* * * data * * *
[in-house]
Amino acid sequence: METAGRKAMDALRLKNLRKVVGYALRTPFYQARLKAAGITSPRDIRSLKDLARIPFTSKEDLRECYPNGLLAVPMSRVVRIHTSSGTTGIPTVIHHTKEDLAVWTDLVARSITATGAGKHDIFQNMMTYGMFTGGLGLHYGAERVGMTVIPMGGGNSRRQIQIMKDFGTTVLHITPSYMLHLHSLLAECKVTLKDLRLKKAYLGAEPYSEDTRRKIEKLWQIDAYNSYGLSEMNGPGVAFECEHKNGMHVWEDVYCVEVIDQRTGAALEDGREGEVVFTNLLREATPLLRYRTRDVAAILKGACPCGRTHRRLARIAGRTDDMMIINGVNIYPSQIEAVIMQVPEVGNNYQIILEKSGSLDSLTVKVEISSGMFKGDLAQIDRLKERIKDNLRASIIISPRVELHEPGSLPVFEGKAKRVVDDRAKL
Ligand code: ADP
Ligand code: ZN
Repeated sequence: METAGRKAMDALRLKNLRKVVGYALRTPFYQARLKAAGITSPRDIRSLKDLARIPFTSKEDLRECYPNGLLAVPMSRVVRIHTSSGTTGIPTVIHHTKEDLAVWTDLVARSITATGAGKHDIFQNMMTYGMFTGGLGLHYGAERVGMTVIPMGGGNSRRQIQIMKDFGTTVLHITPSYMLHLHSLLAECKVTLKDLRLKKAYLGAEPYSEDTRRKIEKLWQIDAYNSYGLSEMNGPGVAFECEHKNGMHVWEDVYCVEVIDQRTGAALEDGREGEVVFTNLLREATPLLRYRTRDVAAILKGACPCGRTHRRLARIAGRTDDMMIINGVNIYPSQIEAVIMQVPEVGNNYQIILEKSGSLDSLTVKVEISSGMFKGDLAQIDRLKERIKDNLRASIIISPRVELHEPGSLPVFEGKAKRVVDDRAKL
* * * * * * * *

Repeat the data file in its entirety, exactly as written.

[in-house]
Amino acid sequence: METAGRKAMDALRLKNLRKVVGYALRTPFYQARLKAAGITSPRDIRSLKDLARIPFTSKEDLRECYPNGLLAVPMSRVVRIHTSSGTTGIPTVIHHTKEDLAVWTDLVARSITATGAGKHDIFQNMMTYGMFTGGLGLHYGAERVGMTVIPMGGGNSRRQIQIMKDFGTTVLHITPSYMLHLHSLLAECKVTLKDLRLKKAYLGAEPYSEDTRRKIEKLWQIDAYNSYGLSEMNGPGVAFECEHKNGMHVWEDVYCVEVIDQRTGAALEDGREGEVVFTNLLREATPLLRYRTRDVAAILKGACPCGRTHRRLARIAGRTDDMMIINGVNIYPSQIEAVIMQVPEVGNNYQIILEKSGSLDSLTVKVEISSGMFKGDLAQIDRLKERIKDNLRASIIISPRVELHEPGSLPVFEGKAKRVVDDRAKL
Ligand code: ADP
Ligand code: ZN
Repeated sequence: METAGRKAMDALRLKNLRKVVGYALRTPFYQARLKAAGITSPRDIRSLKDLARIPFTSKEDLRECYPNGLLAVPMSRVVRIHTSSGTTGIPTVIHHTKEDLAVWTDLVARSITATGAGKHDIFQNMMTYGMFTGGLGLHYGAERVGMTVIPMGGGNSRRQIQIMKDFGTTVLHITPSYMLHLHSLLAECKVTLKDLRLKKAYLGAEPYSEDTRRKIEKLWQIDAYNSYGLSEMNGPGVAFECEHKNGMHVWEDVYCVEVIDQRTGAALEDGREGEVVFTNLLREATPLLRYRTRDVAAILKGACPCGRTHRRLARIAGRTDDMMIINGVNIYPSQIEAVIMQVPEVGNNYQIILEKSGSLDSLTVKVEISSGMFKGDLAQIDRLKERIKDNLRASIIISPRVELHEPGSLPVFEGKAKRVVDDRAKL